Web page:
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New podcast tells how a young family was ruined by a miscarriage of justice

21 Mar 2024 5 minute read
Annette Hewins and Nicole

Martin Shipton

The tragic story of a miscarriage of justice victim who became a heroin addict in prison and later died prematurely has been turned into a heartrending BBC podcast series presented by her daughter.

Annette Hewins was convicted of arson with intent to endanger life following an attack on a house in Merthyr Tydfil’s Gurnos estate in 1995 that resulted in the deaths of Diane Jones, 21, and her daughters Shauna, two, and Sarah Jane, one.

Nicole Jacob, now 31, was nearly four years old when her mother, Ms Hewins, was arrested for the crime.

Annette spent nearly two and a half years in prison before having her conviction quashed by the Court of Appeal on the basis that there was no credible evidence against her.


In the first episode of the podcast series, Nicole discusses with her four siblings the trauma that has permeated their lives because of the injustice suffered by their mother. She says: “It’s February 2017. A 51-year-old woman, Annette Hewins, is rushed to a south Wales hospital. Once inside, she bangs on the window, jumps on a table and screams out something about a baby being taken away. Then she cries out to the medical staff, ‘Find the real killers’. A relative tells nurses that Annette was a victim of a miscarriage of justice.

“Annette was free from prison, but not its effects, like having become hooked on heroin, leading her to have hallucinations and acts of paranoia. A psychiatrist is summoned to the hospital, but as the time goes by the family becomes increasingly concerned. Within 24 hours Annette would be dead. I know all of this, because I was there. I was the relative providing the information. Annette was my mum. After her death, I’m left with even more questions about her life.”

A coroner’s court decided that Annette died of heart failure, and that there had been reasons for concern about her hospital care, including missed observations and a failure to perform an ECG.

Nicole says: “In my opinion, this poor standard of care was a tragically reoccurring scene in my mum’s life, when institutions meant to protect her failed her. My mum’s death seems the inevitable conclusion of her being wrongly accused of a horrible crime two decades before.

“She had never taken hard drugs before she was sent to prison. She turned to heroin to cope with the mental anguish of being wrongly convicted and separated from her family. Given the harsh way her world had been unjustly destroyed, could you blame her?”

Drug abuse

Discussing her decision to make the podcast series, Nicole says: “My siblings and I have never talked about mum publicly. Her drug abuse became worse after dad had an accident and all of us went into care. Even when we are together today, we are very reluctant to turn our conversations back to those dark days. When I thought about sharing mum’s story, my main hesitation was how my family would react. Did they have the same need as me to find answers?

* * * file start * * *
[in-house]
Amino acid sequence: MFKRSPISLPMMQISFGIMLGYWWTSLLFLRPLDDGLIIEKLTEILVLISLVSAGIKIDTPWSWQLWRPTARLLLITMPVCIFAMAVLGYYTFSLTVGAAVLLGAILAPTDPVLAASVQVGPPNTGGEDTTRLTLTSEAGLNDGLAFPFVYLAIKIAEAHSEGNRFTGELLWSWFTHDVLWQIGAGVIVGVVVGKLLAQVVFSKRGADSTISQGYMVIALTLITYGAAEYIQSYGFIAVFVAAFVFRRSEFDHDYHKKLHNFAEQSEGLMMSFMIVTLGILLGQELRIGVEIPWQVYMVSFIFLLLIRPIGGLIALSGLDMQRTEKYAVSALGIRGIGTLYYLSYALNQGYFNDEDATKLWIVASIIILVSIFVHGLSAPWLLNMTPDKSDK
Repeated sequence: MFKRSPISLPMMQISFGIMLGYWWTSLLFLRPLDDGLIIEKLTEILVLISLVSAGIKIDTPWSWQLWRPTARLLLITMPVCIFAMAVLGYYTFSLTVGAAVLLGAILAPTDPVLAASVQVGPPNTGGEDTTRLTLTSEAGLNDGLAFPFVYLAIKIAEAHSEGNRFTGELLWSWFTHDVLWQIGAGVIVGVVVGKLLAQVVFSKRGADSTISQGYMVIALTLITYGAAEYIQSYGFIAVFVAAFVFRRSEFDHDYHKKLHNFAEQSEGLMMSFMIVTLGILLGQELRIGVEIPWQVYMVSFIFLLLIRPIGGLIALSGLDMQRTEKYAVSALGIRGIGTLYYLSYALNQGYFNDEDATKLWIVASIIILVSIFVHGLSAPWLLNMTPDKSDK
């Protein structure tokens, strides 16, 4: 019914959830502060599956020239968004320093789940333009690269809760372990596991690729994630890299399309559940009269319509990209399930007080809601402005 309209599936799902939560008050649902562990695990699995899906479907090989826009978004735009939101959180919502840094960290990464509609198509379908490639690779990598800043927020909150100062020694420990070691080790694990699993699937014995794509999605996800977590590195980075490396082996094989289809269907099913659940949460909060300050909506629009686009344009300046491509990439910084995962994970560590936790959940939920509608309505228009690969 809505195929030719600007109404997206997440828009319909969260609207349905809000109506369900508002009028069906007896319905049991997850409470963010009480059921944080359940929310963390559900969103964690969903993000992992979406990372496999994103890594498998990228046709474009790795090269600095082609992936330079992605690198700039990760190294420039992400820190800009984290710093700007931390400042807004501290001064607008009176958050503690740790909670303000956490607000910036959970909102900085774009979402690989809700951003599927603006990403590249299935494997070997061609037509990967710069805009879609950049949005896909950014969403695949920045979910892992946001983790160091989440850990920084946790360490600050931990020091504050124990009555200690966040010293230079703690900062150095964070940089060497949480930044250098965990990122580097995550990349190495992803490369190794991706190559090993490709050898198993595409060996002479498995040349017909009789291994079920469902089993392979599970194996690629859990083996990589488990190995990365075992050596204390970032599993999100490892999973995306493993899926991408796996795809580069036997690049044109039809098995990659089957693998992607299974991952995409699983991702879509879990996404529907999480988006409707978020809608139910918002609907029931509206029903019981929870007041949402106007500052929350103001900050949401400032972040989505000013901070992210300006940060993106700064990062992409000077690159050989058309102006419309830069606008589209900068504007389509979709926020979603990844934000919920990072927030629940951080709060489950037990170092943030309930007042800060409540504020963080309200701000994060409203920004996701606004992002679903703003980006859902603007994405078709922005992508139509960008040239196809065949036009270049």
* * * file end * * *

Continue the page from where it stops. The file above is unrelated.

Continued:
“I asked my siblings to meet to talk about my going public with our story in a podcast. Three of my siblings agree: my eldest brother Nathan, younger brother Josh and younger sister Sophia. We arranged to watch Josh in his Sunday League football match. Afterwards the four of us gathered to discuss everyone’s feelings. Initially discussing doing a podcast and rethinking the past was a really uneasy thought for all of us because it’s opening up doors of memories and uncomfortable feelings that we don’t like to face.

“We’ve protected ourselves – our whole life we’ve been trying to hold ourselves together and to protect one another in this bubble, just to move forward and to build a better life for ourselves.”

Josh says: “We’ve always had each other and never let anyone else in, so that is the big issue probably for all of us.”

Annette Hewins with Nathan and baby Nicole

Nathan, the most reluctant about the idea of a podcast, says: “Over the years I’ve struggled with certain things. Obviously I didn’t want to open up them doors again. I didn’t want to go back down the road of remembering. We had good times – our young childhood was good, but it was opening up a lot of doors for me that I’d shut and I wanted to block that stuff out of my life, because there was just so much negativity.”

Sophia says: “I felt and sometimes I do still feel quite hesitant to talk about it and open those doors. But I think the main thing that changed my mind was knowing how much our mum wanted to be heard and how she always wanted her story to be told. Part of it is how I feel quite guilty. I saw her a couple of days before she passed away, and she would always try to talk to me about what happened to her, and her case. I was always like ‘I don’t want to know – I’m too young, I don’t really care’. So I never really got to hear it off her. Everything I’ve heard has been off my siblings. I just find it really difficult to talk about. It is really hard and our lives are not fair. Everything that happened could have been prevented, and she had an awful life.”

 Wrongly Accused: The Annette Hewins Story can be heard on BBC Sounds.

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